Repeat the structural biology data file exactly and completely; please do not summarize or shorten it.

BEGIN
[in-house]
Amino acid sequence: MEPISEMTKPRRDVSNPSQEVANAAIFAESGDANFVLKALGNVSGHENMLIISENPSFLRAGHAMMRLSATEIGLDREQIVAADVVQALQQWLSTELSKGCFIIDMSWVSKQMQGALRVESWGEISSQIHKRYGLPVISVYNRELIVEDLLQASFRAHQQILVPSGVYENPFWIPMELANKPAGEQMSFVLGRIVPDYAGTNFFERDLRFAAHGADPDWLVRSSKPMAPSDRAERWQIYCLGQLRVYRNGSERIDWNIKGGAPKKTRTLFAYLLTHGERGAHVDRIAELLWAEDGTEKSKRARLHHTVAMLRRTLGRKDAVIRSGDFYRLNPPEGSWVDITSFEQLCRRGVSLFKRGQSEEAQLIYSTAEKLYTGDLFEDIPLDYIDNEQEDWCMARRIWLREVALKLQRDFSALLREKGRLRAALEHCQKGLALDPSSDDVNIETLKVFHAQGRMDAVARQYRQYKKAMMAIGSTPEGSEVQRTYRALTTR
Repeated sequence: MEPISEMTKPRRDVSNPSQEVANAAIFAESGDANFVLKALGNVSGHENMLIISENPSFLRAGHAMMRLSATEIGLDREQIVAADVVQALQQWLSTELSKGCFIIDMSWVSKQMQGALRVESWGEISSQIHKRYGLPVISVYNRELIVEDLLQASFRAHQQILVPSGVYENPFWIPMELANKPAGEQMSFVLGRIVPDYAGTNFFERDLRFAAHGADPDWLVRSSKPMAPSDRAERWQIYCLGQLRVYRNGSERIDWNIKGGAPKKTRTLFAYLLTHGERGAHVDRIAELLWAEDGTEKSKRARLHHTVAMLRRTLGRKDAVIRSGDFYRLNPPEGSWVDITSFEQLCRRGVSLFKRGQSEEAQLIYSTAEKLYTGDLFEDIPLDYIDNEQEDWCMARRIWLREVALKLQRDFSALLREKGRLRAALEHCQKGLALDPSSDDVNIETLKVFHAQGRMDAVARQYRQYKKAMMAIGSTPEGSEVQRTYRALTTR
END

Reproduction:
[in-house]
Amino acid sequence: MEPISEMTKPRRDVSNPSQEVANAAIFAESGDANFVLKALGNVSGHENMLIISENPSFLRAGHAMMRLSATEIGLDREQIVAADVVQALQQWLSTELSKGCFIIDMSWVSKQMQGALRVESWGEISSQIHKRYGLPVISVYNRELIVEDLLQASFRAHQQILVPSGVYENPFWIPMELANKPAGEQMSFVLGRIVPDYAGTNFFERDLRFAAHGADPDWLVRSSKPMAPSDRAERWQIYCLGQLRVYRNGSERIDWNIKGGAPKKTRTLFAYLLTHGERGAHVDRIAELLWAEDGTEKSKRARLHHTVAMLRRTLGRKDAVIRSGDFYRLNPPEGSWVDITSFEQLCRRGVSLFKRGQSEEAQLIYSTAEKLYTGDLFEDIPLDYIDNEQEDWCMARRIWLREVALKLQRDFSALLREKGRLRAALEHCQKGLALDPSSDDVNIETLKVFHAQGRMDAVARQYRQYKKAMMAIGSTPEGSEVQRTYRALTTR
Repeated sequence: MEPISEMTKPRRDVSNPSQEVANAAIFAESGDANFVLKALGNVSGHENMLIISENPSFLRAGHAMMRLSATEIGLDREQIVAADVVQALQQWLSTELSKGCFIIDMSWVSKQMQGALRVESWGEISSQIHKRYGLPVISVYNRELIVEDLLQASFRAHQQILVPSGVYENPFWIPMELANKPAGEQMSFVLGRIVPDYAGTNFFERDLRFAAHGADPDWLVRSSKPMAPSDRAERWQIYCLGQLRVYRNGSERIDWNIKGGAPKKTRTLFAYLLTHGERGAHVDRIAELLWAEDGTEKSKRARLHHTVAMLRRTLGRKDAVIRSGDFYRLNPPEGSWVDITSFEQLCRRGVSLFKRGQSEEAQLIYSTAEKLYTGDLFEDIPLDYIDNEQEDWCMARRIWLREVALKLQRDFSALLREKGRLRAALEHCQKGLALDPSSDDVNIETLKVFHAQGRMDAVARQYRQYKKAMMAIGSTPEGSEVQRTYRALTTR